Vol 6 No. 2 - October 5, 2005

Anna Maria Oyster Bar still has an Island vibe


The Anna Maria Island Pasta is a favorite dish at the Anna Maria Oyster Bar.
SUN PHOTO/LIZA MORROW

Liza Morrow
sun staff writer

Once upon a time, when there more orange groves than golf courses in Florida and more surfers than tourists on Anna Maria, John Horn and Gary Harkness cleaned the dirty dishes off tables together at Fast Eddie’s Place. It was a time that was almost perfect. Perfect for a lot of reasons that any Island old timer can tell you, but also perfect for two friends to be starting out in the restaurant business.

“Fast Eddy’s was across from the city pier, and John and I worked our way up through the ranks to become president and vice-president of what pretty quickly grew into a restaurant chain of Fast Eddie’s. There were a bunch of them from Orlando down to Sanibel Island. Eventually we closed or sold them all. John took over the city pier, renaming it Anna Maria Oyster Bar, and I went on to work with what was then a new company called Cracker Barrel," Harkness, now managing partner of Anna Maria Oyster Bar on Cortez Road, explained one recent Sunday afternoon.

Now, it’s a fact if not law, that good friends in the restaurant business try to stay in business together.

"John and I are very similar personality wise. We love to have fun and laugh as much with our customers as with our employees. Some of our employees are original co-workers from Fast Eddie’s 20 years ago. John came over to Ireland with me to surprise my dad at his birthday party, and my father recognized John’s laugh before he even saw us sitting at the bar. We are like family, and I decided I wanted to be part of this."

"Gary is a big part of Anna Maria Oyster Bar and why it works so well. Why do I call it Anna Maria Oyster Bar?" John asked. "While we still had the place on the pier, we opened up an Anna Maria Oyster Bar on Tamiami Trail out by the airport. Then we opened this place on Cortez and most recently we opened another in Ellenton. We are a whole lot more than just oysters but I guess the name just stuck from the original. We do tilapia, lobster, king crab legs, grouper, shrimp and scallops. I admit that one of the biggest draws is the value for dollar for our customers. So we really get to know our customers as a lot of them eat in here 3, 4 or 5 times a week."

Just because it’s a 15 minute ride from Anna Maria doesn’t mean that inside it doesn’t feel like the island. Restaurateurs, like their customers, see seafood not just as a plate of food, but also as a memory of childhood at the seashore. Swim. Surf. Oysters. Seafood. Anna Maria Oyster Bar’s look is all seaside eatery, with drift wood paneling and dolphin stamped lighting fixtures. Life preservers, brightly painted fish, model sailboats and crab traps share the focus here with an unexpected visual centerpiece: a roll of paper towels (decorated with a red bobber) is suspended from a white metal clothes hanger over each big comfy booth. Not in the mood for a booth? You can sit at the fully stocked bamboo tiki bar and watch the muted televisions or simply sit on a stool at the counter and enjoy looking at your meal get cooked in the squeaky clean open kitchen. But no one is coming here for the decor. They are coming for seafood.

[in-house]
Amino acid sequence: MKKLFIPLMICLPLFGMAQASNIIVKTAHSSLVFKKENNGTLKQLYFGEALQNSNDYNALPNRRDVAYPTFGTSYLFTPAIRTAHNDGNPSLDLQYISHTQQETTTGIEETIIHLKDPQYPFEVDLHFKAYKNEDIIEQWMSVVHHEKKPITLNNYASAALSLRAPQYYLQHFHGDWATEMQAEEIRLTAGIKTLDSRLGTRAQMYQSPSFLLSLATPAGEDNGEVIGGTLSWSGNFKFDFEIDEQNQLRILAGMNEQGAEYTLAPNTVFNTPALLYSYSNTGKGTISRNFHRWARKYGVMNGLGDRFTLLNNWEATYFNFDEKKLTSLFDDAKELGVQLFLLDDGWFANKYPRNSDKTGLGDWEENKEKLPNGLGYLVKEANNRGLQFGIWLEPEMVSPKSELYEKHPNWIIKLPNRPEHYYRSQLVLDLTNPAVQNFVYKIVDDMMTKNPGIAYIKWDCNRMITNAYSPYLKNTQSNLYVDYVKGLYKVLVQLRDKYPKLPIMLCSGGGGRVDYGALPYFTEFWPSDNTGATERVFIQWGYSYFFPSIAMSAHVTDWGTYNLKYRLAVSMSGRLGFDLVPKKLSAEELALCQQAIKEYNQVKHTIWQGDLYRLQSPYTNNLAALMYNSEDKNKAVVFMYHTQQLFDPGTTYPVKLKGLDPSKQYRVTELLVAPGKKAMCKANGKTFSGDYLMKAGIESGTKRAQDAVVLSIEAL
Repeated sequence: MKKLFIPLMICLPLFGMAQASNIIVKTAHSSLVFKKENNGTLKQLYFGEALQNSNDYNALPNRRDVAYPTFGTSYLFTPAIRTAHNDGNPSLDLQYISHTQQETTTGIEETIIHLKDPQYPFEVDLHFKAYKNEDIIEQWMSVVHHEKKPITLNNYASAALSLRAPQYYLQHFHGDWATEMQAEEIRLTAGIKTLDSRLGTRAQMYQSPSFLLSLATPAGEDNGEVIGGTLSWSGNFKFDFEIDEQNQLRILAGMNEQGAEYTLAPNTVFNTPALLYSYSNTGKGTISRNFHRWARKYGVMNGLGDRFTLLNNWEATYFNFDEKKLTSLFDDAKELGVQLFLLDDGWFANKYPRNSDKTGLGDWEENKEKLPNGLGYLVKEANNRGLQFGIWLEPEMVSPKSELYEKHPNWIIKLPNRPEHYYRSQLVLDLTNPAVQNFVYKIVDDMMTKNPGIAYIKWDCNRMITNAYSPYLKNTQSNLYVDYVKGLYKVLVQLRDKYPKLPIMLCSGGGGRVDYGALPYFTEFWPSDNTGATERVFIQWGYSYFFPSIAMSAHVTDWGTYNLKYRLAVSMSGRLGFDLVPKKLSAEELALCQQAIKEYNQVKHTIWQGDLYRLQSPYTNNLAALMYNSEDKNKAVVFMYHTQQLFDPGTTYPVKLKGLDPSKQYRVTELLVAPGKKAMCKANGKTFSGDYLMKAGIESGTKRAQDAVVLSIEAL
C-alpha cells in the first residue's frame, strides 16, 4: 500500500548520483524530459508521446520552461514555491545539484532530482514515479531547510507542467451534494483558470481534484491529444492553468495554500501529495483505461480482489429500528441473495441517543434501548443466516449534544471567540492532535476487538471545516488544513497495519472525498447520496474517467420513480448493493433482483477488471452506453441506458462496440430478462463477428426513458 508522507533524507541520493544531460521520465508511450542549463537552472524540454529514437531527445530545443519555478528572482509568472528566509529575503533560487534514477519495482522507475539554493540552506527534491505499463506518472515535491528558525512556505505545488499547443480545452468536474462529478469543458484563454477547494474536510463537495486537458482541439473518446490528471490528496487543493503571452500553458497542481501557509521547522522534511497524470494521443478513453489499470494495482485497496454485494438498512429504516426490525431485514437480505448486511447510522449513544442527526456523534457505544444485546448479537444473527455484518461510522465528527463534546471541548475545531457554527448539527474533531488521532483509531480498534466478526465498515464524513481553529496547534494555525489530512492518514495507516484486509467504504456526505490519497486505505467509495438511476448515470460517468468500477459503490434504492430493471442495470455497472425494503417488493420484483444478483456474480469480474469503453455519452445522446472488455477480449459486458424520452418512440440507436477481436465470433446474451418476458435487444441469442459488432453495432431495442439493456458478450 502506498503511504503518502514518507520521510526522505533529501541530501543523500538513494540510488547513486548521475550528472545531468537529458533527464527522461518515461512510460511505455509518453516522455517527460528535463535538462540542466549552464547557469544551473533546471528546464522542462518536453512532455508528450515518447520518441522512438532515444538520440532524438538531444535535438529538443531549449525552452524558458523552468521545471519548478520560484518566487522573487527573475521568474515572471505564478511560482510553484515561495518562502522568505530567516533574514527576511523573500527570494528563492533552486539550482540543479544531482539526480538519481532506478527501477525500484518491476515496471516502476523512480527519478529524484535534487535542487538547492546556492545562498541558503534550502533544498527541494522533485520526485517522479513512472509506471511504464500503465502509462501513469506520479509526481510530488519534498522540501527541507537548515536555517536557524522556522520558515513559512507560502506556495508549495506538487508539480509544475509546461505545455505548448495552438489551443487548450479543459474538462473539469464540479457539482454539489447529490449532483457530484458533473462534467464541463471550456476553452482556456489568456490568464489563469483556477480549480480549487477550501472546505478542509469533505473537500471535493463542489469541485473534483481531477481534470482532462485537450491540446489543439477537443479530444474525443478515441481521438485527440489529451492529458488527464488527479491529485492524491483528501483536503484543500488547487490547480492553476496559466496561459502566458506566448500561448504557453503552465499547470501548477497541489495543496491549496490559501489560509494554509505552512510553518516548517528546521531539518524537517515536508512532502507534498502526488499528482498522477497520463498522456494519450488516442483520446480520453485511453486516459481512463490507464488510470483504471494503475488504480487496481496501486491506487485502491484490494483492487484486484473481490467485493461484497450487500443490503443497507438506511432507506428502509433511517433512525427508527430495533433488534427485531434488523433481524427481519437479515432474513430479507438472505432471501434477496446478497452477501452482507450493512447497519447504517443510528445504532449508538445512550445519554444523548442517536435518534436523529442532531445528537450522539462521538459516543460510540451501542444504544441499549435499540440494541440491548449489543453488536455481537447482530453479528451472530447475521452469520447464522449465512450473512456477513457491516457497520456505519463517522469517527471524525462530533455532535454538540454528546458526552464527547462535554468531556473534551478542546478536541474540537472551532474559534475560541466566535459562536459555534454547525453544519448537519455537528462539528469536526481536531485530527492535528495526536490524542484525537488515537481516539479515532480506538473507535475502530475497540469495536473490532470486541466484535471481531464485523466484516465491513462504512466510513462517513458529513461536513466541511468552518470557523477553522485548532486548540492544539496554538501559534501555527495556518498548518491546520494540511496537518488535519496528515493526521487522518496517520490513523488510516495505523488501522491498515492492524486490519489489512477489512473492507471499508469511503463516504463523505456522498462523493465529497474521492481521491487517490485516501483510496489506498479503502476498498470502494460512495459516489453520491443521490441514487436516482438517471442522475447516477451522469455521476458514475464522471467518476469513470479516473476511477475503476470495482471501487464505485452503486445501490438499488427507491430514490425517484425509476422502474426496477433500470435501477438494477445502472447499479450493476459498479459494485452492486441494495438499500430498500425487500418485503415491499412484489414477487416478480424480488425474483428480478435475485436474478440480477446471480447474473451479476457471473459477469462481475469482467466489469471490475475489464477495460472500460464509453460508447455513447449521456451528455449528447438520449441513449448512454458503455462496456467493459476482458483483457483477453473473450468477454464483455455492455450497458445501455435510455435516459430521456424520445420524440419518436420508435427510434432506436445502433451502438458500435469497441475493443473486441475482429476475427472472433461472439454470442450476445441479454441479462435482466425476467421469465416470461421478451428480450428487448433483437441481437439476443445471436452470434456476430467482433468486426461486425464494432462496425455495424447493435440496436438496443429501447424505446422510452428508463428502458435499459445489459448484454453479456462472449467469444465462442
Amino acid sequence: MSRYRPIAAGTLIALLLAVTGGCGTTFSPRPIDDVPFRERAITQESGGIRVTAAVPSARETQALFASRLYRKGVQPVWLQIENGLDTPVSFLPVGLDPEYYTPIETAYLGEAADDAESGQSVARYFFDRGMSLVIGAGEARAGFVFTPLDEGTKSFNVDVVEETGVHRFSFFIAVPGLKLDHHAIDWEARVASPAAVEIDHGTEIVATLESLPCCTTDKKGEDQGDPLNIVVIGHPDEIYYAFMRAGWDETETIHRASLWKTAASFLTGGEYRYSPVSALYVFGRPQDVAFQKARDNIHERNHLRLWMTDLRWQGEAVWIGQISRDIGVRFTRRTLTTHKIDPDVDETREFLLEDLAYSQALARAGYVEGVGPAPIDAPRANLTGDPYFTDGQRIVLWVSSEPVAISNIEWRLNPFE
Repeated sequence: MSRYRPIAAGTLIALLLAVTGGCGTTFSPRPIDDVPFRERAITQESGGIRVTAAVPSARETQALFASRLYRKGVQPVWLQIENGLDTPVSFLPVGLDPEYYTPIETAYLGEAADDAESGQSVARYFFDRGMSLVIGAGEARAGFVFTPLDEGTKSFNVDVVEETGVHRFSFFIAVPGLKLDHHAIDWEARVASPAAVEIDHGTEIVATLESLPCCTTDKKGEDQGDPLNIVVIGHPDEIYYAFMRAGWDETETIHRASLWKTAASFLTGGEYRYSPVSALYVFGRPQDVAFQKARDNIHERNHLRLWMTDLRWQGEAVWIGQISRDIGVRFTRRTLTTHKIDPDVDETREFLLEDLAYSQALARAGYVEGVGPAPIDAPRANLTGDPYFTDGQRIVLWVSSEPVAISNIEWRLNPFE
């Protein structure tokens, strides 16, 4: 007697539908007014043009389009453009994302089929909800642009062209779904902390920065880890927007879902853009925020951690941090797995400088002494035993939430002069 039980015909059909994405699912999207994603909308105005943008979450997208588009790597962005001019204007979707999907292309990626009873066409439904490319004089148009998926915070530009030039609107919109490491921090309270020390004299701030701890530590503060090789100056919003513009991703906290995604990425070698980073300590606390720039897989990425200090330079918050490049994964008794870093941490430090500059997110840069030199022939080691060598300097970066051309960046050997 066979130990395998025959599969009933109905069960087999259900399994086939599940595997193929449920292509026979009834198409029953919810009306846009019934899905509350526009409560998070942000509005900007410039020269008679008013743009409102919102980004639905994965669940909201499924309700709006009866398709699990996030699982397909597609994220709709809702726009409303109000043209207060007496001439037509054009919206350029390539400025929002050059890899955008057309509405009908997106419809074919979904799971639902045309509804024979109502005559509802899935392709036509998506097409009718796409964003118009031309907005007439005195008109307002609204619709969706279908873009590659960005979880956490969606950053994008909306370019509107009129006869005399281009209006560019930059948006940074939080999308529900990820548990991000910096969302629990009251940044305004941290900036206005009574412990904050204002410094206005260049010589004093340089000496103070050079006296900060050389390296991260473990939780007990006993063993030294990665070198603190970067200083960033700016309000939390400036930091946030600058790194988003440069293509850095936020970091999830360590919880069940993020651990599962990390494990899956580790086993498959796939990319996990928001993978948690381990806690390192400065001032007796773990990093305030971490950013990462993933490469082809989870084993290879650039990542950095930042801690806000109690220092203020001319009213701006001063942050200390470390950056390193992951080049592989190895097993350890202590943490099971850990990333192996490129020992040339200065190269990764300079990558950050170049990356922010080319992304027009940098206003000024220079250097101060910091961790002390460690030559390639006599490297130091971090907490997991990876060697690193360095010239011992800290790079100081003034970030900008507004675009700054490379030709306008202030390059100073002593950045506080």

While not huge, the menu is large enough to touch a number of bases, even including steak, barbecue ribs and a couple Italian favorites as well as pasta selections. The emphasis, though, is indisputably on shellfish and fish. We put this to the test, ordering a variety of seafood dishes. Far more than we could decently finish: fried clam strips, oysters, popcorn shrimp and, for good measure, raw oysters. The seafood is fresh and sweet, and never tastes as if it has been sitting a moment too long. The clams were crisp, crunchy and delicious. The deep-fried fresh-tasting shrimp tidbits were most satisfying - no relation to the oft-times leaden fried dough Southern variety we were familiar with. Thick batter, often a problem with deep-fried seafood, might have overwhelmed our order of fried oysters, but the six bivalves themselves were so big and juicy they easily surmounted their wrappings. We actually preferred the baked version, called Oysters Rockefeller, cradled in their half-shells on a bed of spinach, bacon and parmesan cheese with a jolt from the garlic butter. The raw oysters, how could we pass on them? The clean, briny flavors can be as satisfying and refreshing as a walk on the beach.

But it was the Anna Maria Island Pasta that really did it. If you’re in it for the seafood, this is a great way to go as sometimes a bowlful of noodles just can’t be beat. The day we were there, this dish was excellent and lived up to John and Gary’s exuberant praise and we did the right thing following their lead. It was a generous coterie of sea scallops, shrimp, and artichokes. A brightly flavored white wine sauce was spiked with raw tomatoes and fresh basil adding a floral perfumed flavor. Goodness! Too bad our capacity is never equal to our appetite, so inevitably we staggered away super sated. But once I’ve made amends with my scale, I will return. In the meantime I can consider that as well suited to casual eating as the Anna Maria Oyster Bar is, it would be a mistake not try this one at home.

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